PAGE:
Sentiment for US exports continued eroding throughout the week, according to market participants. Demand on the West Coast has been hampered by COVID-19-related lockdowns in India, Malaysia, Thailand, and Vietnam, while low container availability has been a persistent problem. Moreover, high freight rates are being exacerbated by limited freightliner availability.
On Friday, Houston dock prices fell by $45/gt after the $40-50/gt decline in Tuesday dock price Indexes. Some dock prices in Houston that will be incorporated into next week’s Indexes are now at $100/gt for shredder feed, $115/gt HMS 80:20, and $140 P&S. The Davis Indexes in Houston this week were at $160/gt delivered for HMS 1&2 (80:20), $185/gt delivered for P&S 5ft, and $115/gt delivered for shredder feed. These new prices will lower indexes even more if current trends continue.
In San Francisco, the Davis Indexes this week were at $167/gt delivered for HMS 1&2 (80:20), $175/gt delivered for P&S 5ft, and $112/gt delivered for shredder feed. The latest dock price declines brought HMS 1&2 (80:20) down to $146/gt, which other scrap sellers said could decrease even more because there’s no short-term product placement in Asian markets.
Prices also dropped in the Portland area on Friday. Some sellers reported delivered dock prices for HMS 1&2 at around $163/gt. The Davis Index this week for HMS 1&2 (80:20) was reported at $167/gt.
Premium high grades widened against HMS 1&2 (80:20) earlier in the week as those few mills with appetite preferred higher grade material in LA. Dock prices in LA did not decline at end of the week.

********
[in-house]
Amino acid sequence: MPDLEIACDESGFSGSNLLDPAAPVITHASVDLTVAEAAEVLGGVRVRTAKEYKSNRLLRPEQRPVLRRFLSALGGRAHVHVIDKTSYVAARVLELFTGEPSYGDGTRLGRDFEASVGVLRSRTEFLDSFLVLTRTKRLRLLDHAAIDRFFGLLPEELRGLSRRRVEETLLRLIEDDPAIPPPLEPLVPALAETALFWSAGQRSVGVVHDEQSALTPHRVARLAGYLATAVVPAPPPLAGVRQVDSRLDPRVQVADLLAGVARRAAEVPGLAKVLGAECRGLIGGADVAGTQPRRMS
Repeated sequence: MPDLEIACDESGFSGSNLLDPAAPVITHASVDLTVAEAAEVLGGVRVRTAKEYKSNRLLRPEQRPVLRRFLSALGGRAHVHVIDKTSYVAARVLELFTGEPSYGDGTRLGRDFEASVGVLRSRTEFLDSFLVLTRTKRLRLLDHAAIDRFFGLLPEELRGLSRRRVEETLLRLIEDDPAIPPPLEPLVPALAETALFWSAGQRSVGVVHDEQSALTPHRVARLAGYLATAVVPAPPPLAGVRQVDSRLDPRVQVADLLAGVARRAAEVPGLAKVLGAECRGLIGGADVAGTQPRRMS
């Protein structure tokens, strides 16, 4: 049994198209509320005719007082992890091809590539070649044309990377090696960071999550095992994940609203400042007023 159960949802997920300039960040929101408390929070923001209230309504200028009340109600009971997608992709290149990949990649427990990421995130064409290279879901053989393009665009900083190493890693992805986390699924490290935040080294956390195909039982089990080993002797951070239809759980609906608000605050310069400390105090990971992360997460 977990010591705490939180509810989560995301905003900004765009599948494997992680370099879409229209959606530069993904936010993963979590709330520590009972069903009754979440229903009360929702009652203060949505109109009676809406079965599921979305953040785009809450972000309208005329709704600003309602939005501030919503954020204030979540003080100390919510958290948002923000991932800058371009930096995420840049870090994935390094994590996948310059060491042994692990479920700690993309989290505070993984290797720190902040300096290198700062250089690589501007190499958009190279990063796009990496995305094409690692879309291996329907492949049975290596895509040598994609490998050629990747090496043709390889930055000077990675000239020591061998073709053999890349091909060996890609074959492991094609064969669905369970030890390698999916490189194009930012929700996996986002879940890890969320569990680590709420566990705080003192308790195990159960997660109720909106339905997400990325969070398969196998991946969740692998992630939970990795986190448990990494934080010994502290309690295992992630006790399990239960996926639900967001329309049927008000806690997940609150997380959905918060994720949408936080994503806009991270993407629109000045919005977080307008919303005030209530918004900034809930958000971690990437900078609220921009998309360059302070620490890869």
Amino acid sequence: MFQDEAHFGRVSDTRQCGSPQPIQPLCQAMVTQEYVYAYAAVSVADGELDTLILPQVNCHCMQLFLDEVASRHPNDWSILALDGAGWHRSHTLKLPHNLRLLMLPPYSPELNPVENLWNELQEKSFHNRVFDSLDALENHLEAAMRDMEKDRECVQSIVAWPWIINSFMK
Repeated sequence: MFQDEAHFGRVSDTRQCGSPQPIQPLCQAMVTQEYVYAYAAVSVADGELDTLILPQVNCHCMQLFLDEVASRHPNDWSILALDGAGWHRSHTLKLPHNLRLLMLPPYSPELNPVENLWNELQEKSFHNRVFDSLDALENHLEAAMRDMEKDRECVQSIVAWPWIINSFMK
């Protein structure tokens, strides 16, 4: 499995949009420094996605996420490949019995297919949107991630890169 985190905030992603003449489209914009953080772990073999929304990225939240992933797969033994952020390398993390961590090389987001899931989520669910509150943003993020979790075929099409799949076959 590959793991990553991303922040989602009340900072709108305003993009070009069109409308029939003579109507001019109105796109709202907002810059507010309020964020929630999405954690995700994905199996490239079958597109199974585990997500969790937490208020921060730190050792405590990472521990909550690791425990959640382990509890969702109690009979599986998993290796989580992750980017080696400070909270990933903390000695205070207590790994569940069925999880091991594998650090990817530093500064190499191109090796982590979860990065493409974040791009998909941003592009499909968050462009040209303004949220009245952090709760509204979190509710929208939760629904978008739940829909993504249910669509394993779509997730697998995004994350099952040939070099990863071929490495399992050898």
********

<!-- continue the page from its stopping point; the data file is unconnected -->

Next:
The daily Davis Index for Turkish imports of US-origin HMS 1&2 (80:20) decreased by $6/mt to $207.50/mt cfr on Friday after a fresh sale from the Baltic region was reported. Overall demand for scrap is weak in Turkey, as most mills believe scrap prices will decrease again next week, and Turkish domestic and export rebar sales are sluggish.
Turkey’s low demand for scrap in tandem with supply chain constraints to other customary destinations have left East Coast sellers writing off April as a lost month because of too much uncertainty. Instead, they’re hoping that, by late next month, there is some clarity on what the May-July markets will look like.
The downtrend in export markets will pressure US domestic scrap prices in early April. Some market participants believe prices will decline by $40-80/gt compared to March settled prices with the predominant consensus at the moment at $50/gt—with some variances based on grade and region. April scrap supplies will see substantially fewer prime grade volumes because automotive facilities have suspended production. While scrap yards have reported less incoming material, some yards in the Midwest, and possibly elsewhere, have used state guidelines to decline buying from peddlers.
A variety of mills have maintenance shutdowns scheduled for April. Some dealers wondered whether those shutdowns could be extended a couple of more weeks until automotive plants resume production.
Market participants in structural steel material such as rebar encountered strong shipping weeks in March and requests for accelerated deliveries into April. However, the booking trend by distributors for orders into May and June has also been characterized as one of the “worst booking weeks in recent history,” which points to potential holes in supply and demand unless end customers get confident about proceeding with projects.